Gratitude is an important ingredient in life, and more so than most people realize. Gratitude is often a significant ticket to success in business. It is too often just overlooked or replaced by a leadership style that is non-caring or bent on just getting things done. In the acclaimed television series Mad Men (Season 4, Episode 7), Peggy Olson, a distraught and overworked copywriter, reveals her boss Don Draper’s true colors when she dares to seek his approval. Their heated exchange eventually leads to the following classic lines:
DON: It’s your job. I give you money, you give me ideas.
PEGGY: And you never say, “thank you!”
DON: That’s what the money is for!
I would call this good dramatic television if it weren’t for people who champion Draper’s obstinate and caustic approach to management. What kind of model of gratitude do you actually provide through your leadership style?
Whether we admit it openly or not, everyone likes personal recognition, especially when it is in front of your peers. A salary or other form of payment is not an “open and shut” substitute for acts of gratitude. The mistake that CEOs and business leaders make is confusing simple appreciation as an “unnecessary” INCENTIVE because they are getting paid. Showing gratitude beyond just paying an employee builds human connections by appreciating human actions, thus harnessing powerful forces of collaboration, engagement, and innovation throughout a business.
I understand that the idea of “seeking meaning” in the workplace is often regarded and dismissed as a new generational trend. However, employees no longer have to settle and hold on to a position where they feel unappreciated. They will move on to an organization that embraces the emerging workplace. This is inclusive and exemplifies a gratitude culture.
Gratitude has a ripple effect.
Gratitude has a ripple effect. When we appreciate the work done for us, the entire organization is uplifted with a positive and appreciative attitude. Workers who feel appreciated pass that feeling on to others, helping to inspire them. This has a rippling effect on the entire workplace, creating a culture that employees want to embrace, leading to increased morale, a more definite sense of well-being, and increased energy for completing company tasks at hand. These side effects of appreciation significantly impact the overall performance of the business with increased employee productivity.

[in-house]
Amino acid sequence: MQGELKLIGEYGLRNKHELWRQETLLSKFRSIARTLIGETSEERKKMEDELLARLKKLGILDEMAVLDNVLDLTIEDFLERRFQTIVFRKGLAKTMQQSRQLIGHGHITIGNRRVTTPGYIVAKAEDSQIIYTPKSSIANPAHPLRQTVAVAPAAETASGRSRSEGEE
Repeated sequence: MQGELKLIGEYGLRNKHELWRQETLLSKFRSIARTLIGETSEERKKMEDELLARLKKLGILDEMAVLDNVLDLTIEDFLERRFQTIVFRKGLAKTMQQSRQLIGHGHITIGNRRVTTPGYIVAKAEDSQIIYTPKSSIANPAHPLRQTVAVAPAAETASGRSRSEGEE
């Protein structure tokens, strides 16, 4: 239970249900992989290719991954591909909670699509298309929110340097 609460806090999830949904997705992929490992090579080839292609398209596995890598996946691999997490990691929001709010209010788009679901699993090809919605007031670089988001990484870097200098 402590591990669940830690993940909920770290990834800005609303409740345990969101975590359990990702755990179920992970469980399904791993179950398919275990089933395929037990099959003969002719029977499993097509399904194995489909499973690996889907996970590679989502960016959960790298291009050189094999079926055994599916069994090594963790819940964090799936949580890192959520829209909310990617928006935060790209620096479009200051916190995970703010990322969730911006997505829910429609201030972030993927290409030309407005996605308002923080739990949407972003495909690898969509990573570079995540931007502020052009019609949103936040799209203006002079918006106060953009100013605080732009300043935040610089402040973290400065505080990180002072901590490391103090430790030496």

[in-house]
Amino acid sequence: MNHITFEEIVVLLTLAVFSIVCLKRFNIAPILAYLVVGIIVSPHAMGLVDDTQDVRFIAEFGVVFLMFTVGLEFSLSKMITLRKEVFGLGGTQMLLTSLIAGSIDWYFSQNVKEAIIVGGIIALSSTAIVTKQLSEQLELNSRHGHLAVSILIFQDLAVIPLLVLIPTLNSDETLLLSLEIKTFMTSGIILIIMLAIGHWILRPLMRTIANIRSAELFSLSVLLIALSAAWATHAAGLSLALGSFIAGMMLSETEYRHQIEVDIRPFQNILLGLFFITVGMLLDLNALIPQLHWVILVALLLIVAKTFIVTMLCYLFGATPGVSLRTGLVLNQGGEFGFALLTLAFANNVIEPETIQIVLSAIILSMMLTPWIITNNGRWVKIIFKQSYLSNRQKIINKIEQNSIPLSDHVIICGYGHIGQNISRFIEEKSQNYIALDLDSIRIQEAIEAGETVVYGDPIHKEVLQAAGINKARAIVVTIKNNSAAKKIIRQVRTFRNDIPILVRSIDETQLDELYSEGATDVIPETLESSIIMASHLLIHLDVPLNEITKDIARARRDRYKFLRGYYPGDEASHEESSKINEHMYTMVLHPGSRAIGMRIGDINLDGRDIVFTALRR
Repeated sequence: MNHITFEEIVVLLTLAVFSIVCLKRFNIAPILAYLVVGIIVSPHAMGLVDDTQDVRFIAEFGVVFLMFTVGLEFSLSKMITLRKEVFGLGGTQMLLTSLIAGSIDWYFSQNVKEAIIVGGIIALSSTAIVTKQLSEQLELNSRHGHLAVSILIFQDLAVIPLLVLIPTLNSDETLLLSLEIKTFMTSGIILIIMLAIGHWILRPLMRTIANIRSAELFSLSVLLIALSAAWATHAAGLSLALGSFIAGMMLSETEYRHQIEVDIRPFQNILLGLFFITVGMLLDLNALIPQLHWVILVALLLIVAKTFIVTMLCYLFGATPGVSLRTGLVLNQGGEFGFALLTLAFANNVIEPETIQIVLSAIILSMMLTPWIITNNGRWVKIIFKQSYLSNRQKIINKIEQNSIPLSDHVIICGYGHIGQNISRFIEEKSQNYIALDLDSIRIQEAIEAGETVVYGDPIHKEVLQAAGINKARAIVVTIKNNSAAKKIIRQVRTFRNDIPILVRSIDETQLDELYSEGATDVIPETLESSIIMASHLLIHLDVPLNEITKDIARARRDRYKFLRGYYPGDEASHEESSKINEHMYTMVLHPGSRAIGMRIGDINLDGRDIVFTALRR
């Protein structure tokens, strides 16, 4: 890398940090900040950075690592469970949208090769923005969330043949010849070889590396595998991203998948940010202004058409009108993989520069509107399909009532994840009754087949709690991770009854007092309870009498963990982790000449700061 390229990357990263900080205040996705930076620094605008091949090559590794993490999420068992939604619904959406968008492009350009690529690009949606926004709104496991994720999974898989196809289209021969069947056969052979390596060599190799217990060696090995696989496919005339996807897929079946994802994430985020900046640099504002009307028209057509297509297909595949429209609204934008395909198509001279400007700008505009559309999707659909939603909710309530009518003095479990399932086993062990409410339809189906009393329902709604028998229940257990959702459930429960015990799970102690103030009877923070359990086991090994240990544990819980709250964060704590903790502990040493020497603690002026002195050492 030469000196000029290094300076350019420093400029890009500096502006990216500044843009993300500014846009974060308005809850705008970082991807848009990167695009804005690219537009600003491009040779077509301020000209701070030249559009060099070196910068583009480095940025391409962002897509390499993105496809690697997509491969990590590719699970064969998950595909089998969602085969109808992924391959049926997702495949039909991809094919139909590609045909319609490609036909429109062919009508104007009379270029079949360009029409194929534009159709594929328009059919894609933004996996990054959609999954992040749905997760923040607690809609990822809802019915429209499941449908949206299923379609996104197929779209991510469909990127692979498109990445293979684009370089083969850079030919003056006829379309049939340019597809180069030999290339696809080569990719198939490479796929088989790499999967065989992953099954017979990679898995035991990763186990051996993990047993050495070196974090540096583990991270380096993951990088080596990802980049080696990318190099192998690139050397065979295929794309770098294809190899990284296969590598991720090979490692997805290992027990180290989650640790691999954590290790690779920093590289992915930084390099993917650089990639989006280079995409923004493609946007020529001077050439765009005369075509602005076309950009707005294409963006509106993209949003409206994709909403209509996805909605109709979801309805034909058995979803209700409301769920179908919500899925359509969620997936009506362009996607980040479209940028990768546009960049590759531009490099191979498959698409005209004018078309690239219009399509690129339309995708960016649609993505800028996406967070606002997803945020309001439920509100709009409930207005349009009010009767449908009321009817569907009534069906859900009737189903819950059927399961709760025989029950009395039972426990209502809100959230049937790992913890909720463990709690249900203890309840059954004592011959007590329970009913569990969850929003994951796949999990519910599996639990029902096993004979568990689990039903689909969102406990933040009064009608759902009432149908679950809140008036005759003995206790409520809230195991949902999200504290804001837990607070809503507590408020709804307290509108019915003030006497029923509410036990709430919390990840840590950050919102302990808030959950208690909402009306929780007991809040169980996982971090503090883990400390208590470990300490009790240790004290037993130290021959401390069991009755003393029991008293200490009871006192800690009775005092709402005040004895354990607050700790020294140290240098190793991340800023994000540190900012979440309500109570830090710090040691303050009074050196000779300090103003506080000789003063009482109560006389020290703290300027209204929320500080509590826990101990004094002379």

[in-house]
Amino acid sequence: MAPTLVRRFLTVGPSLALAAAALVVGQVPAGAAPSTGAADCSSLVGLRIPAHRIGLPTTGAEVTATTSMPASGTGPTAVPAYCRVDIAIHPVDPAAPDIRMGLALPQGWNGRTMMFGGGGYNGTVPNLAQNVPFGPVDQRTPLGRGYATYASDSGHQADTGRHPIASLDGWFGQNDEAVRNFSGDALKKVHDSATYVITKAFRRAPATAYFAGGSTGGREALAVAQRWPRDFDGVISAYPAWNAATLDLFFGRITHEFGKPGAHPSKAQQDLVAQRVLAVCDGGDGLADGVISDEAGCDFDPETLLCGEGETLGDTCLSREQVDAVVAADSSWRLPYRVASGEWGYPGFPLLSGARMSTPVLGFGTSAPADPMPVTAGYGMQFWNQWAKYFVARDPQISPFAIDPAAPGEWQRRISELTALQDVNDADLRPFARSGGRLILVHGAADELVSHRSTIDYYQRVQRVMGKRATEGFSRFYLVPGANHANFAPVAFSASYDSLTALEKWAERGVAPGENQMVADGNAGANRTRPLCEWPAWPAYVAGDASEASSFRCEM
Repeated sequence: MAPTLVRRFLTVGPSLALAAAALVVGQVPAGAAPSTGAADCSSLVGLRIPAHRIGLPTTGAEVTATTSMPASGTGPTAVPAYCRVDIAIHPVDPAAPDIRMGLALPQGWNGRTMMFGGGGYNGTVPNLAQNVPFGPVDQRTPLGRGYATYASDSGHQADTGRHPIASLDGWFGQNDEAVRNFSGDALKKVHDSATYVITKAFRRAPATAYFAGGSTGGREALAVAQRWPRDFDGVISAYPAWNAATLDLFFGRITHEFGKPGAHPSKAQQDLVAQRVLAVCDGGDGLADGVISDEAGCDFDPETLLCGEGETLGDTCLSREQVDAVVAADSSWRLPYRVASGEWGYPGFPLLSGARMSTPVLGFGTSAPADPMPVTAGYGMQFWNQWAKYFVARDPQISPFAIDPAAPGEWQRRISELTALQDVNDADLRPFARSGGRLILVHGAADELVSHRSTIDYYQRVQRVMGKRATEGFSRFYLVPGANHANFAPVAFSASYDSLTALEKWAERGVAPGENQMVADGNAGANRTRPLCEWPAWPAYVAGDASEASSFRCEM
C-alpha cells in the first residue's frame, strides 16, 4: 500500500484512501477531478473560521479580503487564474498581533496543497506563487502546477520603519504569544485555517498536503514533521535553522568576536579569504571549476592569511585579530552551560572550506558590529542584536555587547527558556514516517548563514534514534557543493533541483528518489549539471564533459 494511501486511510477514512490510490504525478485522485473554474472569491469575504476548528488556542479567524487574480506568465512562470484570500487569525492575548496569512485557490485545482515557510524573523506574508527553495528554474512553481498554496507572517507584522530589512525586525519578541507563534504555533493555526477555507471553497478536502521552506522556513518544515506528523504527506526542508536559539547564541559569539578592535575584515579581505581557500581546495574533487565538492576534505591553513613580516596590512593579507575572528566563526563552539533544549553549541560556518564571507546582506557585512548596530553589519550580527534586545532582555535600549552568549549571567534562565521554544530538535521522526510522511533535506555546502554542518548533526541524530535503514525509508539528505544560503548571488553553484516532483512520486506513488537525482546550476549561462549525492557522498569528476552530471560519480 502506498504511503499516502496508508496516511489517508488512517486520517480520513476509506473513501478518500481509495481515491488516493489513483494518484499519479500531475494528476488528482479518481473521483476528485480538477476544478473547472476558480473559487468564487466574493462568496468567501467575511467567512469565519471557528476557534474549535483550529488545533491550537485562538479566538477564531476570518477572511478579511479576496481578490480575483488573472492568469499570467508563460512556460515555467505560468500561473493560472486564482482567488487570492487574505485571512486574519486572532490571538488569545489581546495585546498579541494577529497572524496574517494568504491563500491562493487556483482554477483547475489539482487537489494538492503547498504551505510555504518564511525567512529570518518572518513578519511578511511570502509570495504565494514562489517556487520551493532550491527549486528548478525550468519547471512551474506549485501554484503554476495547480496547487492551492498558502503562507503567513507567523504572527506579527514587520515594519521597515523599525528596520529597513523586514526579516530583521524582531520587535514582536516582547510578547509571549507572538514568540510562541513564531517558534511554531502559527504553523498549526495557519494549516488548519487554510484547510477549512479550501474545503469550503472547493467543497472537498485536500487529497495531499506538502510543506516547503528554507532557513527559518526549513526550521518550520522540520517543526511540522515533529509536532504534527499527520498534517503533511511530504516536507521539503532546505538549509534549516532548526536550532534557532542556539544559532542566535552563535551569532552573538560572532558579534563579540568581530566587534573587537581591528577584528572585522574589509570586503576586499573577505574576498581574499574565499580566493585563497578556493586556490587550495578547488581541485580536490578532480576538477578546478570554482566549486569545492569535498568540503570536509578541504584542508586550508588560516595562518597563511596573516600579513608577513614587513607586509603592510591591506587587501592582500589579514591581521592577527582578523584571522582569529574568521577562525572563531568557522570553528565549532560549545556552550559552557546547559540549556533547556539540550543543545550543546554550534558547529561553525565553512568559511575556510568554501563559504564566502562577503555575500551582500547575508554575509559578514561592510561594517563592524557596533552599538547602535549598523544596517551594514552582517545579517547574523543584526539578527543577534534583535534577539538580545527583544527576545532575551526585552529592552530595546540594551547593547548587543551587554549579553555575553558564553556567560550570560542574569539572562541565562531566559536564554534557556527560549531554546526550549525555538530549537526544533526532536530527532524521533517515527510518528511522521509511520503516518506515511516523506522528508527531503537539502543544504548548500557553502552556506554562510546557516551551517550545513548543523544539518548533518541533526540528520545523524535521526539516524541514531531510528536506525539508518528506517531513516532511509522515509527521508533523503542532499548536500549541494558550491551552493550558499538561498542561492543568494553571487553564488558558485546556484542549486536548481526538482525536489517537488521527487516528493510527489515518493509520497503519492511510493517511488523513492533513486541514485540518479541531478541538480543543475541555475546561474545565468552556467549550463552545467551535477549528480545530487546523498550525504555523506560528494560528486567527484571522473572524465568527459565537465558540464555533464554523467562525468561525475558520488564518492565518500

A recent study published by the American Psychological Association reported that 93% of employees who feel “valued” are “motivated to do their best at work.” 88% indicated they feel more “engaged.” Speaking of retention, only 21% of those polled in the study said they planned to look for a job elsewhere. Empathetic leadership is all about going the extra mile for your employees. Furthermore, The National Alliance of Mental Health California cites a “study conducted by Virginia Commonwealth University [that] showed thankfulness predicted a significantly lower risk of major depression, generalized anxiety disorder, phobia, nicotine dependence, alcohol dependence, and drug abuse. When management promotes thankfulness and gratitude in their workplace culture, the “ripple effect” mentioned earlier can potentially improve how your employees deal with stress and pressure situations.
Take The Challenge
I challenge you to try it out. It’s as simple as saying “Thank you.” Or better yet, write them a short thank you note or reward them for a job well done at an employee meeting. Begin offering compliments on employee projects or attach affirmations in companywide e-mails. You can also order them lunch unexpectedly and demonstrate that you appreciate and welcome their feedback. When you think of the acts of recognition that you would like to receive, then you will understand that your employees would like the same. A little bit of gratitude goes a long, long way.
To learn more about how you can better succeed through empathetic business leadership, contact me or visit www.marklewisllc.com.